While reportedly these rums haven’t changed, perhaps my palate hasToday we take a fresh look at four essential Cruzan bottlings. Let’s dive in.

All bottlings are 80 proof.

Cruzan Distiller’s Collection Estate Diamond Light Rum 5 Years Old (2018) – Well-aged stock, filtered to clear. It’s kind of a funky rum for a spirit of this advanced age, with a nose of raisins, banana, coconut, and some cinnamon. Air opens things up, the palate showing ample fruit, but also plenty of heat. That banana is particularly evident, alongside a vanilla kick driven from its time in wood. B+ / $22

Cruzan Distiller’s Collection Estate Diamond Dark Rum 5 Years Old (2018) – Essentially the same rum as the Light Rum, but unfiltered. There’s a stronger fruit character on the nose here, along with some floral notes thrown into the mix. The palate is bold with coffee notes, some chocolate, and an almondy nut character that leads to a slightly sherried conclusion. Much bolder and sharper than the light rum, the finish is lingering and evocative of red berries and spice. A- / $22

Cruzan Distiller’s Collection Estate Diamond Black Strap Rum – While the mysterious name evokes a luxury product, black strap (or blackstrap) molasses are essentially the final step in the sugar production process, a dark black and viscous goo that is the ultimate by-product of sugar refining. You can make rum out of it, too, and Cruzan’s version is black as night. It’s also full of character — on the nose, a molasses-heavy funk that starts with dense fig, raisin, and date character and then segues into coffee bean and dark chocolate notes, given some time. The palate is quite viscous and very sweet, with notes of licorice candy, more raisins, and cloves. There’s a ton going on here, but it works together quite well. A definitive go-to rum for tiki drinking or for floating on your favorite cocktail. A / $16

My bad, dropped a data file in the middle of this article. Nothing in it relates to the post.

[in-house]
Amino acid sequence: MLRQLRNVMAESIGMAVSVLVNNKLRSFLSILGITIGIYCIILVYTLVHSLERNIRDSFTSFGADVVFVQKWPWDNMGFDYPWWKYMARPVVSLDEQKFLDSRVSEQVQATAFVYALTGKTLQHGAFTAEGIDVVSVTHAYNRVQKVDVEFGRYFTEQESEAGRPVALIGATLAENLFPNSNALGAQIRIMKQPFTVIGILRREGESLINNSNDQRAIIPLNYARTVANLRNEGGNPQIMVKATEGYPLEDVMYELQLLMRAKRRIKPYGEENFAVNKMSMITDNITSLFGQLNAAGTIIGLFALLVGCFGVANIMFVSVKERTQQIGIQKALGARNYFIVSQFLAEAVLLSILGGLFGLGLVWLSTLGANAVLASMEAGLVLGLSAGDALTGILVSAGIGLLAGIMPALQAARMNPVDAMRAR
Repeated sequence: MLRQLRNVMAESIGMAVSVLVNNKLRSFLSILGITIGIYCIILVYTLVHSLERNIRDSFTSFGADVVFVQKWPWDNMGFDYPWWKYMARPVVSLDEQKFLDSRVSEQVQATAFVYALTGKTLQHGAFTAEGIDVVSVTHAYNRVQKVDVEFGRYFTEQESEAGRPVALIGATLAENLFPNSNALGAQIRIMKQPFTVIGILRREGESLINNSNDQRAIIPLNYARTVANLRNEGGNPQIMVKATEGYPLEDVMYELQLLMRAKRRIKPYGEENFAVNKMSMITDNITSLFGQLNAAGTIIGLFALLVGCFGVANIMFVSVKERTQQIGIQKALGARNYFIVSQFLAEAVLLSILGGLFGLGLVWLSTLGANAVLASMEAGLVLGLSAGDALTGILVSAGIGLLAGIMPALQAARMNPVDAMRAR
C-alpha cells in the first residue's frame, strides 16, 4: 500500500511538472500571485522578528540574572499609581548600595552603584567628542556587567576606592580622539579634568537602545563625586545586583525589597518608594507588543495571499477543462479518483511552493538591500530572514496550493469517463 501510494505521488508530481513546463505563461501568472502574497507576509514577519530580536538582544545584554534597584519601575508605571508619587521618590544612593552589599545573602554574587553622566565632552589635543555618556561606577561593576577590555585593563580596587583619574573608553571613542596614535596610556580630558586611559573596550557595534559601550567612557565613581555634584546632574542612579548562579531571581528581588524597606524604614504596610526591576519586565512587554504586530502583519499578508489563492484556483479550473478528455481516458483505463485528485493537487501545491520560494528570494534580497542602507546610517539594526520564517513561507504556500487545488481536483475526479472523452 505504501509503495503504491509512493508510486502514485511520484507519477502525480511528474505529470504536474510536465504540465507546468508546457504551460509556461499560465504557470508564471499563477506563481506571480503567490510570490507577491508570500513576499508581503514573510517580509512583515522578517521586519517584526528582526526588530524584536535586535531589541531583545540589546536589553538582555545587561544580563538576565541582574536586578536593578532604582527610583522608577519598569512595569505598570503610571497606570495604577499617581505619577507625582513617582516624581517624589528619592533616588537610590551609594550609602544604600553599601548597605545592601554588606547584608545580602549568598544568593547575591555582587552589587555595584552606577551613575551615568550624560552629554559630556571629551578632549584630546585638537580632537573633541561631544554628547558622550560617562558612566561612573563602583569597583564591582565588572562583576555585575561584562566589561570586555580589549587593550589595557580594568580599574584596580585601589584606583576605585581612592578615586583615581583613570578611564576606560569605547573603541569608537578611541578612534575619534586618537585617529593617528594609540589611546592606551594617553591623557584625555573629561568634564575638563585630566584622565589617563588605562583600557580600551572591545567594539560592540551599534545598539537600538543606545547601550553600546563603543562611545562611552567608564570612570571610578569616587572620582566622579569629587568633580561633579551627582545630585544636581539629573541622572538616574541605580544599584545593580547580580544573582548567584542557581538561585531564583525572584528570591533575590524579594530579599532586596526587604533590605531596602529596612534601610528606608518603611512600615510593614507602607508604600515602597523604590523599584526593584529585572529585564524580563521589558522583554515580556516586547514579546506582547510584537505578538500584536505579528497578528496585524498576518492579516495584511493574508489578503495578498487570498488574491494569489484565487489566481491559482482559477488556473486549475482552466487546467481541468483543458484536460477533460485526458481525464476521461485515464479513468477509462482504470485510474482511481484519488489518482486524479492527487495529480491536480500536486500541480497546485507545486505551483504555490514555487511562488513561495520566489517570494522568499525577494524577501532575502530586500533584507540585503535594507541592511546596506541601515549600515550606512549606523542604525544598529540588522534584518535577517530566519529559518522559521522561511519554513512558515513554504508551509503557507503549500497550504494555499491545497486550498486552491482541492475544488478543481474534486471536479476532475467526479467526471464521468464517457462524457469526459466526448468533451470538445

Cruzan Distiller’s Collection Single Barrel Premium Extra Aged Rum 5-12 Years Old (2018) – All of the rums in this collection claim to be 5 to 12 years old on the back label, but the Single Barrel now indicates that on the front of the bottle. Otherwise the rum hasn’t changed. The nose is similar to the Dark Rum, though perhaps a bit more pungent with cloves and gingerbread along with hints of orange peel. The palate is intense and rich, a monster with loads of coffee character, some hickory wood, and hints of molasses. The finish is very lengthy and bold, heavy with gravitas but filtered through hogoA- / $30

Review: 2015 Oyster Bay Pinot Noir Marlborough

This new pinot release from New Zealand’s Oyster Bay offers a surprising creaminess, with rounded berry notes — blueberry and strawberry — leading to a late palate that’s more fueled by classic black cherry character. With virtually no tannin to speak of, the wine lets some spicier notes do the talking, fading slowly to a modest, rounded finish.

Great value.

A- / $15 /

Review: 2015 Santa Ema Cabernet Sauvignon Reserva Maipo Valley

This affordable Chilean cabernet offers a credible, fruit-forward construction, with tart, red berries on the nose and hints of cinnamon. The palate follows suit, layering in some orange peel alongside a grippy, tannic character. There’s nothing fancy here, and the wine’s wood profile feels underdeveloped, but for a ten-spot you can do far, far worse.

B+ / $10 /

Review: Wines of Cycles Gladiator, 2016 Releases (Plus Canned Pinot)

Cycles Gladiator (we last covered its 2014 vintage) is known as a solid budget brand — and now it’s adding to that notoriety its first canned wine. Today we’re looking at the full cycle of Cycles, so to speak, in bottles, plus taking a peek at its pinot noir in a can. We’re including thoughts on that wine in both bottled and canned formats.